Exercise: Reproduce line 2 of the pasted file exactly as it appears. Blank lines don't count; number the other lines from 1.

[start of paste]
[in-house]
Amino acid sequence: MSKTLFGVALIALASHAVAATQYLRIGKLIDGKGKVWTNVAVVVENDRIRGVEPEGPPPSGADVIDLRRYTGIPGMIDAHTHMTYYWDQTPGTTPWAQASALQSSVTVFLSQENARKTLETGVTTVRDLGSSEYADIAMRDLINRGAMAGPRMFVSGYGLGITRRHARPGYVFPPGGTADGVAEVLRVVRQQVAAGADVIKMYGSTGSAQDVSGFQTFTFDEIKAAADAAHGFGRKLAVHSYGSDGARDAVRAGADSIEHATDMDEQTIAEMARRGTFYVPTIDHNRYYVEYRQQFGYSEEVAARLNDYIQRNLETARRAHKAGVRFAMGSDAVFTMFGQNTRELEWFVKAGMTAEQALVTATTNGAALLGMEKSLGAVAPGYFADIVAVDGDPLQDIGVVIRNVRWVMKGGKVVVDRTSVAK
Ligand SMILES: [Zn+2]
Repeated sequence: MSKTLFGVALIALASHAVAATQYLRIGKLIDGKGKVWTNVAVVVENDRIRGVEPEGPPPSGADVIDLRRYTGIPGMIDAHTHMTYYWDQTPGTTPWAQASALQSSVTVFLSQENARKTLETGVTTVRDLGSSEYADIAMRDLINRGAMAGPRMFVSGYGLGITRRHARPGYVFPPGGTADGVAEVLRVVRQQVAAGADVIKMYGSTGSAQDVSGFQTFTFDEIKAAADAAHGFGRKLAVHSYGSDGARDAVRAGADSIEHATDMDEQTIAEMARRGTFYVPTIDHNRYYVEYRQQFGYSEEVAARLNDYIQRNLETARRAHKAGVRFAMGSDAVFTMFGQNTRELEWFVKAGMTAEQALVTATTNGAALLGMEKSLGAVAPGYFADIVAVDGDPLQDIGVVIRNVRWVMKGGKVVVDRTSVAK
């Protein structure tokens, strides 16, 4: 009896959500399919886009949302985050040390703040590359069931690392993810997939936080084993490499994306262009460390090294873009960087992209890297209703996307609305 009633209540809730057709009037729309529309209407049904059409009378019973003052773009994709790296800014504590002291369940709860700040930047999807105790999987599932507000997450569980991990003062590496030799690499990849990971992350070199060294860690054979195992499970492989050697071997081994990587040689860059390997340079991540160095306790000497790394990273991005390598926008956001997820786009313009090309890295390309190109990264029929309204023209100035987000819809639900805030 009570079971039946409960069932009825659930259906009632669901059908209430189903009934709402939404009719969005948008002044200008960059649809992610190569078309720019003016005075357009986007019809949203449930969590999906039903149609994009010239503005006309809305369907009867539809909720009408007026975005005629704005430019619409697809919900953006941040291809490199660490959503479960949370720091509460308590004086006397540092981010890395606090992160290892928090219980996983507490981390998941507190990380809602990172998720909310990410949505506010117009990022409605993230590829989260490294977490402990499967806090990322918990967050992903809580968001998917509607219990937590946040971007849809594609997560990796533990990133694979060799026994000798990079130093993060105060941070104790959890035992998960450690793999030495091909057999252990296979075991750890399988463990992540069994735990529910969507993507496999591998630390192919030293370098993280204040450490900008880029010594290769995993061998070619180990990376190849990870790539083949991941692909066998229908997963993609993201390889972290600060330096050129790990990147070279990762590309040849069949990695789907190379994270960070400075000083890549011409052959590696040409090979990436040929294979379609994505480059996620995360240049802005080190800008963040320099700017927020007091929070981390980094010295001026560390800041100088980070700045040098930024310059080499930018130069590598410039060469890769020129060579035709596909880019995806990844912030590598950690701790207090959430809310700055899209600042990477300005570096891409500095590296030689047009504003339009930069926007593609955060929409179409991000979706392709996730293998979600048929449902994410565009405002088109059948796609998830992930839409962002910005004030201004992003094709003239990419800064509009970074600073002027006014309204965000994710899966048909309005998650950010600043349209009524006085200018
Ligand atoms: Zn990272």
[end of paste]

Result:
Amino acid sequence: MSKTLFGVALIALASHAVAATQYLRIGKLIDGKGKVWTNVAVVVENDRIRGVEPEGPPPSGADVIDLRRYTGIPGMIDAHTHMTYYWDQTPGTTPWAQASALQSSVTVFLSQENARKTLETGVTTVRDLGSSEYADIAMRDLINRGAMAGPRMFVSGYGLGITRRHARPGYVFPPGGTADGVAEVLRVVRQQVAAGADVIKMYGSTGSAQDVSGFQTFTFDEIKAAADAAHGFGRKLAVHSYGSDGARDAVRAGADSIEHATDMDEQTIAEMARRGTFYVPTIDHNRYYVEYRQQFGYSEEVAARLNDYIQRNLETARRAHKAGVRFAMGSDAVFTMFGQNTRELEWFVKAGMTAEQALVTATTNGAALLGMEKSLGAVAPGYFADIVAVDGDPLQDIGVVIRNVRWVMKGGKVVVDRTSVAK